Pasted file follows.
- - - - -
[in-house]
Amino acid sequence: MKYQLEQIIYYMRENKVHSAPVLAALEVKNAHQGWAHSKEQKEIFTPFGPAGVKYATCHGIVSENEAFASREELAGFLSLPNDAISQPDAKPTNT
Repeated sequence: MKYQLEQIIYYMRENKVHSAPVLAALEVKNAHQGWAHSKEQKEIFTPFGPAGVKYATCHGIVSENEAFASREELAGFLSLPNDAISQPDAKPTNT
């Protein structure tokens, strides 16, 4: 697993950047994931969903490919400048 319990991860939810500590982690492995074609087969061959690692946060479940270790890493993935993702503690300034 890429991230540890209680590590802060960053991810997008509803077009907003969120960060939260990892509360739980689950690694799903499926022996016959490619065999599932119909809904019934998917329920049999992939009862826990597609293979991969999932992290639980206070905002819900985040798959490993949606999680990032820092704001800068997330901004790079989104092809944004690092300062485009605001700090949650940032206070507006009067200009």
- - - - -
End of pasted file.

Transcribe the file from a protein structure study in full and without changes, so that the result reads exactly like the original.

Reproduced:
[in-house]
Amino acid sequence: MKYQLEQIIYYMRENKVHSAPVLAALEVKNAHQGWAHSKEQKEIFTPFGPAGVKYATCHGIVSENEAFASREELAGFLSLPNDAISQPDAKPTNT
Repeated sequence: MKYQLEQIIYYMRENKVHSAPVLAALEVKNAHQGWAHSKEQKEIFTPFGPAGVKYATCHGIVSENEAFASREELAGFLSLPNDAISQPDAKPTNT
């Protein structure tokens, strides 16, 4: 697993950047994931969903490919400048 319990991860939810500590982690492995074609087969061959690692946060479940270790890493993935993702503690300034 890429991230540890209680590590802060960053991810997008509803077009907003969120960060939260990892509360739980689950690694799903499926022996016959490619065999599932119909809904019934998917329920049999992939009862826990597609293979991969999932992290639980206070905002819900985040798959490993949606999680990032820092704001800068997330901004790079989104092809944004690092300062485009605001700090949650940032206070507006009067200009």